Tokyo Babylon is one of CLAMP’s earlier works, and though it sets the stage for the team’s apocalyptic X/1999 series, it also stands on its own. Tokyo Babylon follows the adventures of Sumeragi Subaru, the head of Sumeragi clan and an onmyoji, or a master of spirits, more powerful than any other of his generation. Subaru, though only 16, manages to exorcise ghosts as much through talking to them as through magical means. At his side is his twin sister, Hokuto, who provides a hyper sense of humor to the proceedings and takes advantage of Subaru’s giving nature by dressing him up in every elaborate outfit she can think of, much to Subaru’s chagrin. Her brightness is mirrored in their caretaker and neighbor, the older but equally cheerful Sakurazuka Seishiro, a veterinarian and sorcerer with his own legendary pedigree. Seishiro is, in fact, the heir to the Sakurazuka clan, historically enemies of the Sumeragi clan, assassins by trade, and practitioners of the dark opposite of Subaru’s magic.

This odd trio takes on case after case, and though Subaru does most of the work, Seishiro will step in to defend Subaru. On the surface, Seishiro appears to be everything the Sumeragi twins need — a confidant, a friend, and a guardian — but every once in a while he seems to display an alarmingly cold side. Could he be something different from what the Sumeragi assume?

The city of Tokyo is essentially a character within these tales, dominant both visually and in spirit. As Seishiro says early in Volume One, Tokyo is an example of the pinnacle of man’s civilization, both its glories and its vices, and, “Where else on earth do so many people enjoy their descent into destruction?” The reference to Babylon in this series’ title is no accident, and that doomed city and the clever foreshadowing within each volume indicates that despite the initial cheerful tone, this story will end a tragedy.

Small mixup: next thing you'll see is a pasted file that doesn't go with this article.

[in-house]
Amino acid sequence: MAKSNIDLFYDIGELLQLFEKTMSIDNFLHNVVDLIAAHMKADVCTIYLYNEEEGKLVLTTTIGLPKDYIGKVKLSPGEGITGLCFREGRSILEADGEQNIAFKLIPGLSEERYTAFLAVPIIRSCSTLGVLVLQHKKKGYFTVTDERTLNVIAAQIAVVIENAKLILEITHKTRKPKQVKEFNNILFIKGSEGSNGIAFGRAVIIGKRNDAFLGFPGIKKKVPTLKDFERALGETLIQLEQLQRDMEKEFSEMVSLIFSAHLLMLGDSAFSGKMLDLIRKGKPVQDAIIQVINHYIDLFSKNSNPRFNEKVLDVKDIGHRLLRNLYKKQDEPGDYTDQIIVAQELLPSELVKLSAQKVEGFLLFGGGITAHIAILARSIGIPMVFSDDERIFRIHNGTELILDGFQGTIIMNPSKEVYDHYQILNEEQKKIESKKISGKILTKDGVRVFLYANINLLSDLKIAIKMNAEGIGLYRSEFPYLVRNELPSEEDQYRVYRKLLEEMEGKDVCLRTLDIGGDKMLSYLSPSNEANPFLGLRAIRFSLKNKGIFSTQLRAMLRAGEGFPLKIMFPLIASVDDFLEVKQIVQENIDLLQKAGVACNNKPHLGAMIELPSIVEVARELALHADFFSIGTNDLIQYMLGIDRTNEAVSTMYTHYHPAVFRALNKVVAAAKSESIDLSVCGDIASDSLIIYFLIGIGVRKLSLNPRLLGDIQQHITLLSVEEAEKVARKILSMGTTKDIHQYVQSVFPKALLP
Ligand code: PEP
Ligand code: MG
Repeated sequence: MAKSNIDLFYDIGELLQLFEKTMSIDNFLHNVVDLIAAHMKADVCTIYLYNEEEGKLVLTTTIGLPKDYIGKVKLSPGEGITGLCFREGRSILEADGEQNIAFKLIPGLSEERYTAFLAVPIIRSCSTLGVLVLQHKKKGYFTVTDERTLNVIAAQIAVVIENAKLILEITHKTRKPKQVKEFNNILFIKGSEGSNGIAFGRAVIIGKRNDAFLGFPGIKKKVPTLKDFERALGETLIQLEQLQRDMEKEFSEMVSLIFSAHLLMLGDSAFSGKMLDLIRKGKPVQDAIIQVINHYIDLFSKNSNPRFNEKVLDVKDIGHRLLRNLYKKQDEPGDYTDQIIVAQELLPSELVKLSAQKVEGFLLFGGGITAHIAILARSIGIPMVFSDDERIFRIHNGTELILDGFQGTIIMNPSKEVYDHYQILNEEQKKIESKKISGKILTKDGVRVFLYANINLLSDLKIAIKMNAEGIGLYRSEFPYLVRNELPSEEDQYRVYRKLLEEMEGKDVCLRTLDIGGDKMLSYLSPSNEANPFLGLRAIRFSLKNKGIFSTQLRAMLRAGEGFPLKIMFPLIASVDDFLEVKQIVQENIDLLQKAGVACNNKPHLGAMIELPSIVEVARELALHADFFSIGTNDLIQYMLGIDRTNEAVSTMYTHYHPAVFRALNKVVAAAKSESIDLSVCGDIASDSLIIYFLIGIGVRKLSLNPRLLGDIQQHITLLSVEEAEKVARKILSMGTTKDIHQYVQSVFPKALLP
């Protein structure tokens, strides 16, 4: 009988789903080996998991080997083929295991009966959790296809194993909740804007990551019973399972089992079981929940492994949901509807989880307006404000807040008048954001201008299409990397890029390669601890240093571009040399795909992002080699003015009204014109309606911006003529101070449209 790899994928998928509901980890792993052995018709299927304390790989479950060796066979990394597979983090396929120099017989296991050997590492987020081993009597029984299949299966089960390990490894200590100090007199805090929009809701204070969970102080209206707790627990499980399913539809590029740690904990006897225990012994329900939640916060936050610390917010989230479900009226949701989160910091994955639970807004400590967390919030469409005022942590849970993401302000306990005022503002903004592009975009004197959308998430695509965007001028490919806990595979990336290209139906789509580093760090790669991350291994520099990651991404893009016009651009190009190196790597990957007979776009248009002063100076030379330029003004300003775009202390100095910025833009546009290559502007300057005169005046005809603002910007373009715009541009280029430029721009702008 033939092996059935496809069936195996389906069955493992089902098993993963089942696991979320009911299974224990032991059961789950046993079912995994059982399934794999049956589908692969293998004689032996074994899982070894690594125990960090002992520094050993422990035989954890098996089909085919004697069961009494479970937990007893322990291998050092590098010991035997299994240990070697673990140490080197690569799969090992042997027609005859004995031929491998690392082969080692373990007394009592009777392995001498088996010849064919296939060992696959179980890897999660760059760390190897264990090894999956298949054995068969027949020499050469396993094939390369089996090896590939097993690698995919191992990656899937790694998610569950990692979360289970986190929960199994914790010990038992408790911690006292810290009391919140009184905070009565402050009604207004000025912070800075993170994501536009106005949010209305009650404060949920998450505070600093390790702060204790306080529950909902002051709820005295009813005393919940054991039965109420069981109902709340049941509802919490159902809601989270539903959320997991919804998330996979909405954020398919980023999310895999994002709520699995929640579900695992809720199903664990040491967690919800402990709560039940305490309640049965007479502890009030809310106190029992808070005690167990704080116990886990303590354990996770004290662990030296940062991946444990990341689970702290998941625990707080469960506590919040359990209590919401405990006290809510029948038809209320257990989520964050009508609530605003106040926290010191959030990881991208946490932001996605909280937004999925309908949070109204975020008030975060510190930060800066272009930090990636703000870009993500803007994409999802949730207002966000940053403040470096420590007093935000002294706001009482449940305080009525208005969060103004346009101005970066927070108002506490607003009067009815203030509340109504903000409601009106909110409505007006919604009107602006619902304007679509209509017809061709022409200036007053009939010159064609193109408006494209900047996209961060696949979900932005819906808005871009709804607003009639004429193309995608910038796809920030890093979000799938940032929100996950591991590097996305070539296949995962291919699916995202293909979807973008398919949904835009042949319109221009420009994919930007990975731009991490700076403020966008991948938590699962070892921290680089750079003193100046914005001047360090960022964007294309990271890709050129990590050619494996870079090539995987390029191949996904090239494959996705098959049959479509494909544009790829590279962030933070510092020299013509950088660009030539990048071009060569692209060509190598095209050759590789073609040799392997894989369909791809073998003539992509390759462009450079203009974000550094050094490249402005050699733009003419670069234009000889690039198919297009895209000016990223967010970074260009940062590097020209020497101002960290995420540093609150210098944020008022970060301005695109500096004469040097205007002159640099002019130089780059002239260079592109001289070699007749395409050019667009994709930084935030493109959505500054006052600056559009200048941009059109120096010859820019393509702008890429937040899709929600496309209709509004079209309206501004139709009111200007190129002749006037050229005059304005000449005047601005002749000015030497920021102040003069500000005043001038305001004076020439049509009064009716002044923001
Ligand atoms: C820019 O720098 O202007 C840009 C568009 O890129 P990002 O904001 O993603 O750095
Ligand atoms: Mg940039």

One note about content here: within the Tokyo Babylon series, there is essentially a romance going on between Subaru and Seishiro, though much of it is teasing rather than any serious declarations. Part of it is the sheer drama that Hokuto latches on to — the star-crossed nature of the two descendants of warring clans falling in love is too delicious for her to resist. Part of it is also complicated by the fact that Seishiro does not apparently have all his cards on the table, so no one can quite tell how serious he is. This does mean, though, that there is a constant stream of jokes in which Seishiro discusses marriage, petulantly complains of not being attractive enough, and asks the befuddled Subaru if he finds him sexy. The fact that Seishiro is 25 and Subaru is 16 may well throw some readers.


CLAMP’s style is well known by now, and here in Tokyo Babylon they let fly with the sakura, or cherry tree, petals. One of the more remarkable aspects of this series are Hokuto’s fanciful outfits for both herself and Subaru — one gets the impression Subaru provides an excellent living doll for all of Hokuto’s and CLAMP’s whims of design. The use of gray tones, repeated images, and careful layout are all as elegant as usual here, and symmetry is used especially well to draw visual connections between events and characters. The detailed renderings of Tokyo’s buildings and locations add a fine authenticity to the background.

  • Robin B.

    | She/Her Teen Librarian, Public Library of Brookline

    Editor in Chief

    Robin E. Brenner is Teen Librarian at the Brookline Public Library in Massachusetts. She has chaired the American Library Association Great Graphic Novels for Teens Selection List Committee, the Margaret A. Edwards Award Committee, and served on the Michael L. Printz Award Committee. She is currently the President of the Graphic Novels and Comics Round Table for ALA. She was a judge for the 2007 Eisner awards, helped judge the Boston Globe Horn Book Awards in 2011, and contributes to the Good Comics for Kids blog at School Library Journal. She regularly gives lectures and workshops on graphic novels, manga, and anime at comics conventions including New York and San Diego Comic-Con and at the American Library Association’s conferences. Her guide, Understanding Manga and Anime (Libraries Unlimited, 2007), was nominated for a 2008 Eisner Award.

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